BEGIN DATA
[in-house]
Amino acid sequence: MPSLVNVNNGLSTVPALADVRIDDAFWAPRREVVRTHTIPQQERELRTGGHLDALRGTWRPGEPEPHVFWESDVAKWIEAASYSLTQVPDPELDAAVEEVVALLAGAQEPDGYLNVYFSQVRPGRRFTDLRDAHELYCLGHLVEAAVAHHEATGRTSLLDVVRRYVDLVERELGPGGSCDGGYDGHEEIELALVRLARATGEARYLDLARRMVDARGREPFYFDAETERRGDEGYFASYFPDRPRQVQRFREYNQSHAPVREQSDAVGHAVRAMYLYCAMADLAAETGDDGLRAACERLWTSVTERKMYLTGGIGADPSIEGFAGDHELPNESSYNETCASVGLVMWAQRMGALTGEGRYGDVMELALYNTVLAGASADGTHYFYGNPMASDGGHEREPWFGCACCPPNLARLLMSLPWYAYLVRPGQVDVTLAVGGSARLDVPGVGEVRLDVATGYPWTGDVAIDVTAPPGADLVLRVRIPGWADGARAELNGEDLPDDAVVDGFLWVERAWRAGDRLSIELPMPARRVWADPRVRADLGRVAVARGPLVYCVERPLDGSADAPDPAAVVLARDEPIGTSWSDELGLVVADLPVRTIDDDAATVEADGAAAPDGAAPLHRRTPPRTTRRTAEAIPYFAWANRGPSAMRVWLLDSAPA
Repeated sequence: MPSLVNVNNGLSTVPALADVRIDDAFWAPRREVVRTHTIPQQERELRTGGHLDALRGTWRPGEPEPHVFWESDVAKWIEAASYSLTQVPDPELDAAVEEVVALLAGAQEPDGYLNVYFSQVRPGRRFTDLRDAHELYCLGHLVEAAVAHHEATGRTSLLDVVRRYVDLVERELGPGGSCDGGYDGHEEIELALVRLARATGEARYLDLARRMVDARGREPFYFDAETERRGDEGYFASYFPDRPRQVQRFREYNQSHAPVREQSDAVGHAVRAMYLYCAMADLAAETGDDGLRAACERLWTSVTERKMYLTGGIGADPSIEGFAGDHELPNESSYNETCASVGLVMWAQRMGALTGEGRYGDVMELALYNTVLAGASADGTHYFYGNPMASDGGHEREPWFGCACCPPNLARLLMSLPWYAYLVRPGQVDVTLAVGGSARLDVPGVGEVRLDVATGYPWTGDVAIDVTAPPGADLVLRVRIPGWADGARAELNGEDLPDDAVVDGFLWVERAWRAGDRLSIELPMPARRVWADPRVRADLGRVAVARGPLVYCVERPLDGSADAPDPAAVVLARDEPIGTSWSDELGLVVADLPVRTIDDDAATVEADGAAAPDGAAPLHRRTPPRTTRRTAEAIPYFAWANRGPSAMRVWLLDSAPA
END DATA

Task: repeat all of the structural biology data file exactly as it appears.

[in-house]
Amino acid sequence: MPSLVNVNNGLSTVPALADVRIDDAFWAPRREVVRTHTIPQQERELRTGGHLDALRGTWRPGEPEPHVFWESDVAKWIEAASYSLTQVPDPELDAAVEEVVALLAGAQEPDGYLNVYFSQVRPGRRFTDLRDAHELYCLGHLVEAAVAHHEATGRTSLLDVVRRYVDLVERELGPGGSCDGGYDGHEEIELALVRLARATGEARYLDLARRMVDARGREPFYFDAETERRGDEGYFASYFPDRPRQVQRFREYNQSHAPVREQSDAVGHAVRAMYLYCAMADLAAETGDDGLRAACERLWTSVTERKMYLTGGIGADPSIEGFAGDHELPNESSYNETCASVGLVMWAQRMGALTGEGRYGDVMELALYNTVLAGASADGTHYFYGNPMASDGGHEREPWFGCACCPPNLARLLMSLPWYAYLVRPGQVDVTLAVGGSARLDVPGVGEVRLDVATGYPWTGDVAIDVTAPPGADLVLRVRIPGWADGARAELNGEDLPDDAVVDGFLWVERAWRAGDRLSIELPMPARRVWADPRVRADLGRVAVARGPLVYCVERPLDGSADAPDPAAVVLARDEPIGTSWSDELGLVVADLPVRTIDDDAATVEADGAAAPDGAAPLHRRTPPRTTRRTAEAIPYFAWANRGPSAMRVWLLDSAPA
Repeated sequence: MPSLVNVNNGLSTVPALADVRIDDAFWAPRREVVRTHTIPQQERELRTGGHLDALRGTWRPGEPEPHVFWESDVAKWIEAASYSLTQVPDPELDAAVEEVVALLAGAQEPDGYLNVYFSQVRPGRRFTDLRDAHELYCLGHLVEAAVAHHEATGRTSLLDVVRRYVDLVERELGPGGSCDGGYDGHEEIELALVRLARATGEARYLDLARRMVDARGREPFYFDAETERRGDEGYFASYFPDRPRQVQRFREYNQSHAPVREQSDAVGHAVRAMYLYCAMADLAAETGDDGLRAACERLWTSVTERKMYLTGGIGADPSIEGFAGDHELPNESSYNETCASVGLVMWAQRMGALTGEGRYGDVMELALYNTVLAGASADGTHYFYGNPMASDGGHEREPWFGCACCPPNLARLLMSLPWYAYLVRPGQVDVTLAVGGSARLDVPGVGEVRLDVATGYPWTGDVAIDVTAPPGADLVLRVRIPGWADGARAELNGEDLPDDAVVDGFLWVERAWRAGDRLSIELPMPARRVWADPRVRADLGRVAVARGPLVYCVERPLDGSADAPDPAAVVLARDEPIGTSWSDELGLVVADLPVRTIDDDAATVEADGAAAPDGAAPLHRRTPPRTTRRTAEAIPYFAWANRGPSAMRVWLLDSAPA